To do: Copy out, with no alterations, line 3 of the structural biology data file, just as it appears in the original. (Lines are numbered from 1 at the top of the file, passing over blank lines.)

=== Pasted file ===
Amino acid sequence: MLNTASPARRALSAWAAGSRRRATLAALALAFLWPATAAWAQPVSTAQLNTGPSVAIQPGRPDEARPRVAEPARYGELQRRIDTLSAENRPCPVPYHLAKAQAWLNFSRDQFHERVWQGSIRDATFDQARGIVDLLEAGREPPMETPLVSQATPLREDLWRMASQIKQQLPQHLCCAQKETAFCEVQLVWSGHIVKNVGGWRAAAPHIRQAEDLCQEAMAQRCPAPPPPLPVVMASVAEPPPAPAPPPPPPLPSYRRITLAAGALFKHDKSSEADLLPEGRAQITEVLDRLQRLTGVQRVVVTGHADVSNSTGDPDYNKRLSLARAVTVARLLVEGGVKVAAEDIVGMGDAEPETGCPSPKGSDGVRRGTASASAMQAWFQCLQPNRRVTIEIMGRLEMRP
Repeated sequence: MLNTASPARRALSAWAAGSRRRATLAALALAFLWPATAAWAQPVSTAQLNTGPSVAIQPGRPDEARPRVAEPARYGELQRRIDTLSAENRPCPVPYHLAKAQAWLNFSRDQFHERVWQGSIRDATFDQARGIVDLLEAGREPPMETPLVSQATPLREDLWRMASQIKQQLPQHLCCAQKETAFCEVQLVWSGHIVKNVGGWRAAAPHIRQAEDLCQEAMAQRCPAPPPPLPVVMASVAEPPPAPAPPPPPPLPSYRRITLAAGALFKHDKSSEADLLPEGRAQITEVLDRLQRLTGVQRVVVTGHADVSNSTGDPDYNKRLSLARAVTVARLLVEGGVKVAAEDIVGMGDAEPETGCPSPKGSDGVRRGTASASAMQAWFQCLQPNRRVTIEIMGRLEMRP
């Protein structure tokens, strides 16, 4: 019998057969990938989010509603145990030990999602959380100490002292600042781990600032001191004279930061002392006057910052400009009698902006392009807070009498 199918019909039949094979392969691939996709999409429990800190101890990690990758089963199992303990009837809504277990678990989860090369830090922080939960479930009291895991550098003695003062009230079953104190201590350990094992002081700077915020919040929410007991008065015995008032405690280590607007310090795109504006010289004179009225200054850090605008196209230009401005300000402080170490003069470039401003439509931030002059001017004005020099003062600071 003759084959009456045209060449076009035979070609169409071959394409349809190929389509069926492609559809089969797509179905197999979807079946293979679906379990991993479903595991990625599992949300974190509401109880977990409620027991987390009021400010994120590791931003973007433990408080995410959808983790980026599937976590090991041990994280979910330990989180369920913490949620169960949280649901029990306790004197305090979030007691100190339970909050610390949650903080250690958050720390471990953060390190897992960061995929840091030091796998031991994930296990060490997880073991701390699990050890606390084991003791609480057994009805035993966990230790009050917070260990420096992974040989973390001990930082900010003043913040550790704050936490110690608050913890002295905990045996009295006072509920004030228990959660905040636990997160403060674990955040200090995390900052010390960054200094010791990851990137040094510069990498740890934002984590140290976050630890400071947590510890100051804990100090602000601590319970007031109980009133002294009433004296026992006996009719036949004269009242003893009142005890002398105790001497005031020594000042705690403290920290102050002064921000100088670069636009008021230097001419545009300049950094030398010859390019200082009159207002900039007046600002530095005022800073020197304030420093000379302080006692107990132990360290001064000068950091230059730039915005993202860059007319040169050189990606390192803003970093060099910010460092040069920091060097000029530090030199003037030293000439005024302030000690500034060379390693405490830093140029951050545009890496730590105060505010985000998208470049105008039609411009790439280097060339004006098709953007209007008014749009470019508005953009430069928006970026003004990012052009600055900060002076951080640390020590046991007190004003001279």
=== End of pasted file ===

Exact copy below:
């Protein structure tokens, strides 16, 4: 019998057969990938989010509603145990030990999602959380100490002292600042781990600032001191004279930061002392006057910052400009009698902006392009807070009498 199918019909039949094979392969691939996709999409429990800190101890990690990758089963199992303990009837809504277990678990989860090369830090922080939960479930009291895991550098003695003062009230079953104190201590350990094992002081700077915020919040929410007991008065015995008032405690280590607007310090795109504006010289004179009225200054850090605008196209230009401005300000402080170490003069470039401003439509931030002059001017004005020099003062600071 003759084959009456045209060449076009035979070609169409071959394409349809190929389509069926492609559809089969797509179905197999979807079946293979679906379990991993479903595991990625599992949300974190509401109880977990409620027991987390009021400010994120590791931003973007433990408080995410959808983790980026599937976590090991041990994280979910330990989180369920913490949620169960949280649901029990306790004197305090979030007691100190339970909050610390949650903080250690958050720390471990953060390190897992960061995929840091030091796998031991994930296990060490997880073991701390699990050890606390084991003791609480057994009805035993966990230790009050917070260990420096992974040989973390001990930082900010003043913040550790704050936490110690608050913890002295905990045996009295006072509920004030228990959660905040636990997160403060674990955040200090995390900052010390960054200094010791990851990137040094510069990498740890934002984590140290976050630890400071947590510890100051804990100090602000601590319970007031109980009133002294009433004296026992006996009719036949004269009242003893009142005890002398105790001497005031020594000042705690403290920290102050002064921000100088670069636009008021230097001419545009300049950094030398010859390019200082009159207002900039007046600002530095005022800073020197304030420093000379302080006692107990132990360290001064000068950091230059730039915005993202860059007319040169050189990606390192803003970093060099910010460092040069920091060097000029530090030199003037030293000439005024302030000690500034060379390693405490830093140029951050545009890496730590105060505010985000998208470049105008039609411009790439280097060339004006098709953007209007008014749009470019508005953009430069928006970026003004990012052009600055900060002076951080640390020590046991007190004003001279």